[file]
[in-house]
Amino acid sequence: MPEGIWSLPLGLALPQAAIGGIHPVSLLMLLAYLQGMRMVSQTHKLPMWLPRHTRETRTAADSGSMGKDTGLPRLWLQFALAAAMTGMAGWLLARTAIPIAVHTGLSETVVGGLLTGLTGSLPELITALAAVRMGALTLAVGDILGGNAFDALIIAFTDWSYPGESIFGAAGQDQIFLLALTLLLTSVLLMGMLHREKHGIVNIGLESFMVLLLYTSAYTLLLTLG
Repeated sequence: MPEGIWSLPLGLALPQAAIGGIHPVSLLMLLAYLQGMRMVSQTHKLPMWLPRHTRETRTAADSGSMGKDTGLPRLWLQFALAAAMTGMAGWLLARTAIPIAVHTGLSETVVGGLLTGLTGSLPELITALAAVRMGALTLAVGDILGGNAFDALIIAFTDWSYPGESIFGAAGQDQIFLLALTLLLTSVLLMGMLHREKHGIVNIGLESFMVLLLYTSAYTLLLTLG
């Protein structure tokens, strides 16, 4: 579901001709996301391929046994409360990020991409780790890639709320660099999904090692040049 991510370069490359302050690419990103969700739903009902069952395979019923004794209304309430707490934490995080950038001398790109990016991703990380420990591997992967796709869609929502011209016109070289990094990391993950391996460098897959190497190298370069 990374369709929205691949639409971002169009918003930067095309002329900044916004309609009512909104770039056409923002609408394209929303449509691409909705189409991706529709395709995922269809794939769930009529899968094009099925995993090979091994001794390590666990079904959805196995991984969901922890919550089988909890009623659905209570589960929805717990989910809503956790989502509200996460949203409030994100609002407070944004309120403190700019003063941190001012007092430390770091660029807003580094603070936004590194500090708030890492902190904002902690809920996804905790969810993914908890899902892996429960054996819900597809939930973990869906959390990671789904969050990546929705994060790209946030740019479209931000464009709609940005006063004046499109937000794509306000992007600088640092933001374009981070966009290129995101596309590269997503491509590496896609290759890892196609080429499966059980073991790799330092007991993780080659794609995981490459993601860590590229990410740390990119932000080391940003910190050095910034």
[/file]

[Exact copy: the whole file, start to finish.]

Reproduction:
[in-house]
Amino acid sequence: MPEGIWSLPLGLALPQAAIGGIHPVSLLMLLAYLQGMRMVSQTHKLPMWLPRHTRETRTAADSGSMGKDTGLPRLWLQFALAAAMTGMAGWLLARTAIPIAVHTGLSETVVGGLLTGLTGSLPELITALAAVRMGALTLAVGDILGGNAFDALIIAFTDWSYPGESIFGAAGQDQIFLLALTLLLTSVLLMGMLHREKHGIVNIGLESFMVLLLYTSAYTLLLTLG
Repeated sequence: MPEGIWSLPLGLALPQAAIGGIHPVSLLMLLAYLQGMRMVSQTHKLPMWLPRHTRETRTAADSGSMGKDTGLPRLWLQFALAAAMTGMAGWLLARTAIPIAVHTGLSETVVGGLLTGLTGSLPELITALAAVRMGALTLAVGDILGGNAFDALIIAFTDWSYPGESIFGAAGQDQIFLLALTLLLTSVLLMGMLHREKHGIVNIGLESFMVLLLYTSAYTLLLTLG
């Protein structure tokens, strides 16, 4: 579901001709996301391929046994409360990020991409780790890639709320660099999904090692040049 991510370069490359302050690419990103969700739903009902069952395979019923004794209304309430707490934490995080950038001398790109990016991703990380420990591997992967796709869609929502011209016109070289990094990391993950391996460098897959190497190298370069 990374369709929205691949639409971002169009918003930067095309002329900044916004309609009512909104770039056409923002609408394209929303449509691409909705189409991706529709395709995922269809794939769930009529899968094009099925995993090979091994001794390590666990079904959805196995991984969901922890919550089988909890009623659905209570589960929805717990989910809503956790989502509200996460949203409030994100609002407070944004309120403190700019003063941190001012007092430390770091660029807003580094603070936004590194500090708030890492902190904002902690809920996804905790969810993914908890899902892996429960054996819900597809939930973990869906959390990671789904969050990546929705994060790209946030740019479209931000464009709609940005006063004046499109937000794509306000992007600088640092933001374009981070966009290129995101596309590269997503491509590496896609290759890892196609080429499966059980073991790799330092007991993780080659794609995981490459993601860590590229990410740390990119932000080391940003910190050095910034």